Revised Constitution, for the Legislature to lawfully transfer the existing

authority of the Workmen’s Compensation Commission, it must, as it did in the

A.L.J. Act with the P.A.B., include such sections of law and the subject matter

in the title of the Act and set forth such sections or subsections of law so

amended at length within the body of the Act. 

What the Legislature chose to do instead, for the Workmen’s Compensation

Commission, was simply make the A.L.J. legally available to the Commission to

conduct contested claim hearings under existing, statutorily prescribed, rules

of administrative practices and procedures. 

The statutory authority of the Commission to do all legal things

necessary to fulfill its agency mandate by the Legislature remains unchanged.  How the Commission chooses to utilize the AL.J.

in such proceedings has been left for the Commission to decide and implement,

not the O.A.L.J.  The Legislature has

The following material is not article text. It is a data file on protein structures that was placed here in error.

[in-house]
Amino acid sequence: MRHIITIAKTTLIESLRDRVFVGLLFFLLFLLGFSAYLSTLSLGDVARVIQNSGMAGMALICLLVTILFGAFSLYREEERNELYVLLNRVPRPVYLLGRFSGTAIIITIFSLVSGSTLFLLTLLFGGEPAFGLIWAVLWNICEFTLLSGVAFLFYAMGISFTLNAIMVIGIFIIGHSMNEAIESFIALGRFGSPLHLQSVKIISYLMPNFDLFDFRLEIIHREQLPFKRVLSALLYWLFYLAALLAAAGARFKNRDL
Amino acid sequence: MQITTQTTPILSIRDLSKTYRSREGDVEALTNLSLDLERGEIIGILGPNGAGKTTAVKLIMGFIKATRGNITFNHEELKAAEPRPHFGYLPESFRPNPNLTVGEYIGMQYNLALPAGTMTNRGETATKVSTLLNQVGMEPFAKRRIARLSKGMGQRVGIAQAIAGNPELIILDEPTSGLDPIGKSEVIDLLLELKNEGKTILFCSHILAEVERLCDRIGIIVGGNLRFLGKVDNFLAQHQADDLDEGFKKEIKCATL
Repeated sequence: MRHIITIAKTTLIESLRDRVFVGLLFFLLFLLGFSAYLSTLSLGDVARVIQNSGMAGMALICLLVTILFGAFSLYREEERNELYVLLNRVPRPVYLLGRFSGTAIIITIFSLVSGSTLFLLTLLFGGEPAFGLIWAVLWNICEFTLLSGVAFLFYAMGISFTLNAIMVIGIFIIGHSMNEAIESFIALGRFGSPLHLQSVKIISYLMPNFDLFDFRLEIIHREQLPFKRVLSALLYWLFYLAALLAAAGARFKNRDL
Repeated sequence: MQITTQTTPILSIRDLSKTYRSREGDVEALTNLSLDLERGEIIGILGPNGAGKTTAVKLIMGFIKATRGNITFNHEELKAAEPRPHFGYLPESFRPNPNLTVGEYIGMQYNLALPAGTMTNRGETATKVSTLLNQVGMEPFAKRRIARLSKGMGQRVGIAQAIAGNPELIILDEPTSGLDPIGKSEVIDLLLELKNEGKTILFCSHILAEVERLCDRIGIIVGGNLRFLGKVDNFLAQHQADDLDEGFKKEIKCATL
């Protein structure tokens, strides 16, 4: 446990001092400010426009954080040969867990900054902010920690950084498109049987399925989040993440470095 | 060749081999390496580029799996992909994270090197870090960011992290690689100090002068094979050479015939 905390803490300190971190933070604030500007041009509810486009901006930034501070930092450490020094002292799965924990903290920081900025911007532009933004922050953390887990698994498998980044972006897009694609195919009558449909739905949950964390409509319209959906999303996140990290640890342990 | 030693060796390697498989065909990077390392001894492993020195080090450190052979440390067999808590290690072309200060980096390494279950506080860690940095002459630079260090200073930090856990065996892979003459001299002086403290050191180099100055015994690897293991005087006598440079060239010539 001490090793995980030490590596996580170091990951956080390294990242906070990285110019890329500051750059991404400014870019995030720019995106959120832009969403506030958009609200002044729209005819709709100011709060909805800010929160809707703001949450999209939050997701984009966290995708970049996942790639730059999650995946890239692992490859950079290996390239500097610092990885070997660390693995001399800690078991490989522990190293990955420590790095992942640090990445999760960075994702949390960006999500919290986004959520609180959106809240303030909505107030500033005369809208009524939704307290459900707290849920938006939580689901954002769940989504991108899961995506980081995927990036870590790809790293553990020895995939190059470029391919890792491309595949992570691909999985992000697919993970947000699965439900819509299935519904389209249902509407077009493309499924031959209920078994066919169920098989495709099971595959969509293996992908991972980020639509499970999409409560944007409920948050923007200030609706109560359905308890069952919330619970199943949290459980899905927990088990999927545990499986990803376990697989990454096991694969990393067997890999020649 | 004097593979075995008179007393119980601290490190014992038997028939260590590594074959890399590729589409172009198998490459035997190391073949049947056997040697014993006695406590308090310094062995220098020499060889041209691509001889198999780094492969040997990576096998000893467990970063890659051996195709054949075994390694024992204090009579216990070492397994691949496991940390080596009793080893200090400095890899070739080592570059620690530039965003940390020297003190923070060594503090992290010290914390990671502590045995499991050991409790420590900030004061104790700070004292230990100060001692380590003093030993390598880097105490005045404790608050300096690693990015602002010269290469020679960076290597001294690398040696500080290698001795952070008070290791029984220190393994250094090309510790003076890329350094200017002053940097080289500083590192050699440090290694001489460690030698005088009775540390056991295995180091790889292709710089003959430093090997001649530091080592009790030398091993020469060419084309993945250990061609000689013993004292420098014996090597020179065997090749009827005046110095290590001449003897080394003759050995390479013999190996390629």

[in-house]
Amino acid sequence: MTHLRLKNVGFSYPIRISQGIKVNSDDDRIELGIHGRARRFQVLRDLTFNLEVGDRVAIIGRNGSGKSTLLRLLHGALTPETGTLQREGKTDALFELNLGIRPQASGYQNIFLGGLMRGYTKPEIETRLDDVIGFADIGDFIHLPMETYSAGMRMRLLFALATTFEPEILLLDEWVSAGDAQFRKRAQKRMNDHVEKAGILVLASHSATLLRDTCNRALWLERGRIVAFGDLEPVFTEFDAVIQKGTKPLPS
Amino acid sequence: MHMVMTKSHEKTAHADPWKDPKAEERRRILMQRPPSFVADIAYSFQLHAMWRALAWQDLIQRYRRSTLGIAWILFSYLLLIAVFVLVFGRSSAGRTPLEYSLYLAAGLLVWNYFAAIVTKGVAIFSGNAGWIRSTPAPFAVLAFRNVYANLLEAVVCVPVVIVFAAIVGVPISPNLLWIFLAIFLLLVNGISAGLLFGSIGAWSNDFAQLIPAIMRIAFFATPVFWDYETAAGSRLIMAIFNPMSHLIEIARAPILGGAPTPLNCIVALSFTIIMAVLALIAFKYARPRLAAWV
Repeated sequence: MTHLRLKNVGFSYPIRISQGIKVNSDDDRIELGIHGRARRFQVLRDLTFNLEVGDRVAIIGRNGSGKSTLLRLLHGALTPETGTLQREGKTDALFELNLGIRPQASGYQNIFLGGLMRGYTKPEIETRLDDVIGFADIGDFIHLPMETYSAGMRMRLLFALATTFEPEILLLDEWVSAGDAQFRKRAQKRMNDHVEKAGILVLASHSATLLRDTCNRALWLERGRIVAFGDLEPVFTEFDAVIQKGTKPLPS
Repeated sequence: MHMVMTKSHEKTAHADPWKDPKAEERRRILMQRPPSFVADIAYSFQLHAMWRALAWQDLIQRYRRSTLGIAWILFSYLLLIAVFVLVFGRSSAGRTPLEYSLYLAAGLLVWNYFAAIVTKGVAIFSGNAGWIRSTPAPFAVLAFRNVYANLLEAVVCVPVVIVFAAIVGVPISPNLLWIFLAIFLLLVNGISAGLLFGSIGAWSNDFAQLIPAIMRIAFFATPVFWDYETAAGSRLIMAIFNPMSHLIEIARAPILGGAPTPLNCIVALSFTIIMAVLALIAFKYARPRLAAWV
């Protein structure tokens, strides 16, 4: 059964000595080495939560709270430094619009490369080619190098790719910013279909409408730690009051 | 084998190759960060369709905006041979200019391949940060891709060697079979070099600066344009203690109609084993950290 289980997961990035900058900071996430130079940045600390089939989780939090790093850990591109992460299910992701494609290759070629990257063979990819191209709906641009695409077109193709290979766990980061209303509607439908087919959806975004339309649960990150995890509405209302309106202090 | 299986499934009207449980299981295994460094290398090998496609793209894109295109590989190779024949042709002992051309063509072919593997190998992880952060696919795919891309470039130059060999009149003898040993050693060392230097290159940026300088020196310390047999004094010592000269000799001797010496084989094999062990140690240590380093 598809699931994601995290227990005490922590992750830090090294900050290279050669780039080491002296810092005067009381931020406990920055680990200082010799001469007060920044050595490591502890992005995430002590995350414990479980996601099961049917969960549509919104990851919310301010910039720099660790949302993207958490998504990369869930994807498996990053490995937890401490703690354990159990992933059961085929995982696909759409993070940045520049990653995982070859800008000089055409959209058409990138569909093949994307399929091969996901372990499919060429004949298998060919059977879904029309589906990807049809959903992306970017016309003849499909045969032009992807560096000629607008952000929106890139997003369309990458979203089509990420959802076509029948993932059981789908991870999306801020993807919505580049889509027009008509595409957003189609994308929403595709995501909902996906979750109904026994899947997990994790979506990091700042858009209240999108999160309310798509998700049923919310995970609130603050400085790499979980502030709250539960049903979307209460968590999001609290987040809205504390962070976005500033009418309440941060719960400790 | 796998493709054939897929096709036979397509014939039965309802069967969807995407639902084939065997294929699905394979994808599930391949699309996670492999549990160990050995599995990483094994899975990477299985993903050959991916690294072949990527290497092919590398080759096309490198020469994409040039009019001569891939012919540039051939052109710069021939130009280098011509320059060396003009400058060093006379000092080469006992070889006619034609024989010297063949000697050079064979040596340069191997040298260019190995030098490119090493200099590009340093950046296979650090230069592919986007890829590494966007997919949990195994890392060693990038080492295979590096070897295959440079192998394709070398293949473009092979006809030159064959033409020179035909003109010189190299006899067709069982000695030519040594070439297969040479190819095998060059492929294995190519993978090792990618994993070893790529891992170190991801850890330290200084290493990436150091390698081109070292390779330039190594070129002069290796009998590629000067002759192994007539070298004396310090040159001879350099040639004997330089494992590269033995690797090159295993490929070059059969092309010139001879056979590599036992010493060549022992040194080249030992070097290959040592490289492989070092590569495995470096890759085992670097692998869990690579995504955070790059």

very clearly indicated the A.L.J. can be so used by the Commission and chose,

in marked contrast to its approach with Personnel Advisory Board, not to

transfer the commission’s administrative agency subject matter jurisdiction to

the O.A.L.J.  For this Court to infer

otherwise would require a finding the Legislature acted unconstitutionally.  We cannot so hold.

 

B.  Required Trial De Novo

 

Next, NPI-LOI

posit that notwithstanding the Commission’s clear, unamended, statutory

authority to issue compensation orders, Petitioners are entitled to a “trial de

novo” before the A.L.J, under Section 4.0607 of the A.L.J. Act because Section

4.0604(g), requires all administrative appeals to be heard first by the A.L.J.

and, under 4.0607 of the Act, such “appeals” must be conducted as a “trial de

novo.”

 

[4.0604](g)

All appeals from administrative rulings or decisions of any administrative

agency, except those matters specifically exempted herein or by statute of a

department office, agency, commission board or committee of the Executive

branch or the American Samoa Government shall first be made to the office of

administrative law judge. Decisions of the administrative law judge may be